Three thousand taxis in the Spanish capital, Madrid, are now hearing accessible thanks to a major installation program of hearing loops supplied by Contacta Systems

Legislation took effect in Spain in 2020 which stated that every new taxi in the city must have a loop system fitted.   

The project is being overseen by the industry’s association in the city, Sociedad Cooperativa Madrileña del Autotaxi (SCAT).  The Kent-based firm has extensive experience in looping vehicles having first introduced hearing loops into black cabs in London in the 1990s.   

Installation is being carried out by their partners in the region, Aimas Technologies. 

Further reading: Hearing Loops and The Hard-of-Hearing Traveler

“Hearing loops are the ideal assistive listening technology for these vehicles because they are the only system that is universal,” says Ran Meyrav, Contacta’s head of new business development.  “That means that no matter where a passenger comes from, if they have a T-coil enabled hearing aid or cochlear implant, they will receive crystal clear sound from the loop.” 

A hearing loop works by converting sound from a microphone, positioned above the driver’s head, into a magnetic signal via a “loop” of copper wire concealed with the ceiling of the vehicle. Driven by a small amplifier, the signal is then converted back to sound by the T-coil within a person’s hearing aid. 

It means drivers can communicate clearly with passengers, according to a news release. Background noise is cut out and their voice is heard above road or radio noise, without the need for users to have an app or additional equipment. 

The project has taken over a year of careful development by Contacta’s team and the engineers from Aimas.  A range of amplifiers, microphones and wiring configurations were tested to overcome the electro-magnetic interference and background noise challenges presented in a vehicle, to ensure a result that met the industry standard all hearing loops have to reach.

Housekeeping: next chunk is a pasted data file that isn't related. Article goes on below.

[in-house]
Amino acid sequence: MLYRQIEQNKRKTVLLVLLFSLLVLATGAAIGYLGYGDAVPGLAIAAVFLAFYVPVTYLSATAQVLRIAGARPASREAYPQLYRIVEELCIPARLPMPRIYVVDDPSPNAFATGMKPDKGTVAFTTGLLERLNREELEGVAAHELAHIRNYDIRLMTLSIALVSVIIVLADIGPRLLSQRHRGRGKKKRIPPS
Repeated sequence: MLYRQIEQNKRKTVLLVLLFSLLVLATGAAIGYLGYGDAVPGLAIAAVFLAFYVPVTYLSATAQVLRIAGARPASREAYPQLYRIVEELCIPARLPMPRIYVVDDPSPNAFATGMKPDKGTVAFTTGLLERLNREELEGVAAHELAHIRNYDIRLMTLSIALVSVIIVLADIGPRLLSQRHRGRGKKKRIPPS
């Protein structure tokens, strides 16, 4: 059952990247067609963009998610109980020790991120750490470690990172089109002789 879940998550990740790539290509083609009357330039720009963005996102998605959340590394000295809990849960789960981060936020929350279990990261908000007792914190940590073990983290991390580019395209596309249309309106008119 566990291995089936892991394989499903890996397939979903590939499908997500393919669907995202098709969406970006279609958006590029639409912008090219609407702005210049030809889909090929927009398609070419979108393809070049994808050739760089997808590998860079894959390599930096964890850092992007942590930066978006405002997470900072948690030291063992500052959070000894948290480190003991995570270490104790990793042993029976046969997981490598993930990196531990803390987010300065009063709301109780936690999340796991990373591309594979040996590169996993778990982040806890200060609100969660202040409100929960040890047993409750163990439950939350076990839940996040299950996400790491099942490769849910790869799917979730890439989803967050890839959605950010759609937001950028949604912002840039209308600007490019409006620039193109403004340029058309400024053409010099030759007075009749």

“We had to make sure conversation could be clearly heard above the noise levels from the engine, the alternator and the surrounding environment,” added Ran. 

Drivers in Madrid are now required to buy a pre-packed hearing loop kit for their vehicle and have it installed in a rolling program of work.  So far, around a fifth of the 15,000 taxis in the capital have them in place, and Aimas currently supply and fit between 150-200 systems each month. 

“Working with Contacta on this project has meant we have a fantastic result that the client is very happy with,” says Guillermo Chicote from Aimas. “Their experience, plus the range of components available for us to use, made the job much simpler than it could have been with so many factors to consider.”  

Leo Movilla, president of SCAT, added: “Due to the position of the driver and the passenger in a taxi, if either one has a hearing problem, communication is more challenging as they are not sat face to face,” 

“They can’t see facial expressions or read the person’s lips. It’s difficult to tell if information has been understood,” Movilla says. “Hearing loops in our taxis mean we can offer communication that’s natural and fluid.  We want to offer an inclusive service that enables passengers and drivers to feel comfortable.” 

Aimas is currently in discussions with taxi associations in other major cities in Spain, as the legislation of hearing accessibility is being rolled into other municipalities.  

“Madrid has very much been a role model,” says Ran. “This project is a great example that we hope we will see replicated elsewhere in Spain – and beyond.”

Featured image: Aimas engineers installing hearing loops in taxis. Photo: Contacta and Aimas